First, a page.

Al Qaeda screams for war with Iran, vow to bomb country

The al-Qaeda group in Lebanon, who unleashed two suicide bombings against the Iranian Embassy in Beirut last November, has vowed to strike Iran and Hezbollah following the death of its leader in Lebanon. “The project of our leader, Majid al-Majid, will be maintained by attacking Iran and its party (Hezbollah) even after his death,” a statement from the group said. “Majid passed away after he laid the foundations for an ambitious project and after years of raising up men capable of managing his project after his passing,” it added.

After bombing Iranian embassy, al-Qaeda threatens to strike directly into Iran

Last month, the Lebanese Army apprehended Majid, who later died while at a military hospital in Beirut. Saudi national Majid was wanted by the U.S., Lebanon and Saudi Arabia among other Arab states for allegedly carrying out terrorist attacks across the Middle East. His remains was repatriated to Saudi Arabia last week. The al-Qaeda group accused Iran and Hezbollah of killing Majid, saying his condition worsened in detention. The Sunni extremist group also blamed the Lebanese army of being complicit with the Iranian-backed Shiite Hezbollah.

CBS News correspondent Clarissa Ward, reporting from Beirut, noted that there is currently a struggle for regional power between the two main branches of Islam. Iran and Hezbollah are Shiite, which makes them natural allies to the Assad regime in Syria, who is fighting a Sunni rebellion funded by oil-rich Sunni states like Qatar and Saudi Arabia.
Iran is seeking to destroy al-Qaeda from its region

For its part, al-Qaeda said that it is now planning to assassinate Iran’s top military general, Qassem Soleimani, of Iran’s elite Revolutionary Guard Corps (IRGC). "We will not assassinate the commander of Iran’s Quds Force by gunshots, but we intend to kill him by a suicide attack, al Qaeda was reported to have said in its statement. While Iran and al-Qaeda have been known to work together on various terror operations targeting the West, their ties have deteriorated in recent months as Tehran looks to flex its regional muscle, according to experts.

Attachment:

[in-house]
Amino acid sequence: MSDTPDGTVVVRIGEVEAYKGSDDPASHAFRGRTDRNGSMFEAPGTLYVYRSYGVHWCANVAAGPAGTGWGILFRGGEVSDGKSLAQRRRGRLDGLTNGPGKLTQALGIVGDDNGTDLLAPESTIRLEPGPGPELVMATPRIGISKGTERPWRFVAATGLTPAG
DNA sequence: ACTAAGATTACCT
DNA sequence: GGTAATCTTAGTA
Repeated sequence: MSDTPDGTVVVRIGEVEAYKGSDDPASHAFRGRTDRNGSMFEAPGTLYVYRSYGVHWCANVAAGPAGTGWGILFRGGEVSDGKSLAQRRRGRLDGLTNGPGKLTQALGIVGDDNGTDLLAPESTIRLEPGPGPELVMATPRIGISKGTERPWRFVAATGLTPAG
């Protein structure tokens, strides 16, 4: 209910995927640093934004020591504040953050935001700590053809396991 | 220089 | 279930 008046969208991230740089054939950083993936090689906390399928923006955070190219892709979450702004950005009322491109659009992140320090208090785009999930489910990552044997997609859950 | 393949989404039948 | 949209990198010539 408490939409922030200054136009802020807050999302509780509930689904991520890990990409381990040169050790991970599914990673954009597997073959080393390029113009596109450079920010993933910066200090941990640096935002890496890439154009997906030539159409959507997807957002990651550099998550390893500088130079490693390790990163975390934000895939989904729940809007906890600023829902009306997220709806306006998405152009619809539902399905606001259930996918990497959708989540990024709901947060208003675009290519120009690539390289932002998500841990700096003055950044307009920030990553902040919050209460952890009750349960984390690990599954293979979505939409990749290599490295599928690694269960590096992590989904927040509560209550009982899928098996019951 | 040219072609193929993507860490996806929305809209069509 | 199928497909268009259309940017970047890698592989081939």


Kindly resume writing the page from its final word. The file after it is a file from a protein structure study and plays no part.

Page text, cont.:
Iranian military insiders quickly dismissed al-Qaeda’s threats to the Islamic Republic. “Military analysts believe that such threats and warnings are all nonsense and merely serve psychological operation purposes since the Iranian military commanders are protected by heavy security measures and cannot be reached easily, while the al-Qaeda lacks sophisticated skills, ability and the needed organization in Iran,” news agency Fars reported.
The Sunni-Shiite dispute resulted in bombings across the Middle East

Iran and al Qaeda have been allies of convenience in their war against the West despite sectarian differences. The 9-11 Commission that investigated the Twin Towers terror attack found evidence that Iran and al-Qaeda had worked together on multiple operations and fronts. “While the two sides - on opposite ends of the sectarian divide - have been willing to cooperate against the United States, following the U.S. withdrawal both from Afghanistan and Iraq, and also the war in Syria, they have once again turned against each other,” said Michael Rubin, a terrorist analyst and former Pentagon adviser on Iran and Iraq.

In Tehran, Brigadier General Mohammad Hejazi, deputy Chief of Staff of the Iranian armed forces, says if necessary, the Islamic Republic is prepared to give military equipment to Iraq to fight al-Qaeda. Iraqi media had earlier claimed that the United States and Iran, even though they are enemies, are now contributing troops together to fight al-Qaeda in Iraq. Iraq Defense Ministry spokesman, Mohammed al-Askari, said that Iraqi forces had destroyed two camps belonging to an al-Qaeda-linked militant group in the western province of Anbar. Iran is an ally of the Shiite-led government in Baghdad.
The United States is relieved that Iran and al-Qaeda is now fighting each other

Washington and Tehran also share another surprising motive: to save the Assad regime in Damascus from Al Qaeda’s long arms, who are increasingly becoming prominent in the Syrian civil war. Russian Foreign Minister Sergey Lavrov noted that: “Attitudes are changing in Western countries; they are becoming more realistic in their approach towards the Syrian crisis. The threat of terrorism in Syria, of which Jihadists coming to power after the fall of Assad, and creating a caliphate with extremist laws, these are the real main problems.” Russian President Vladimir Putin is reportedly working with Washington in hope to keep al-Qaeda away from the Winter Olympics at Sochi.

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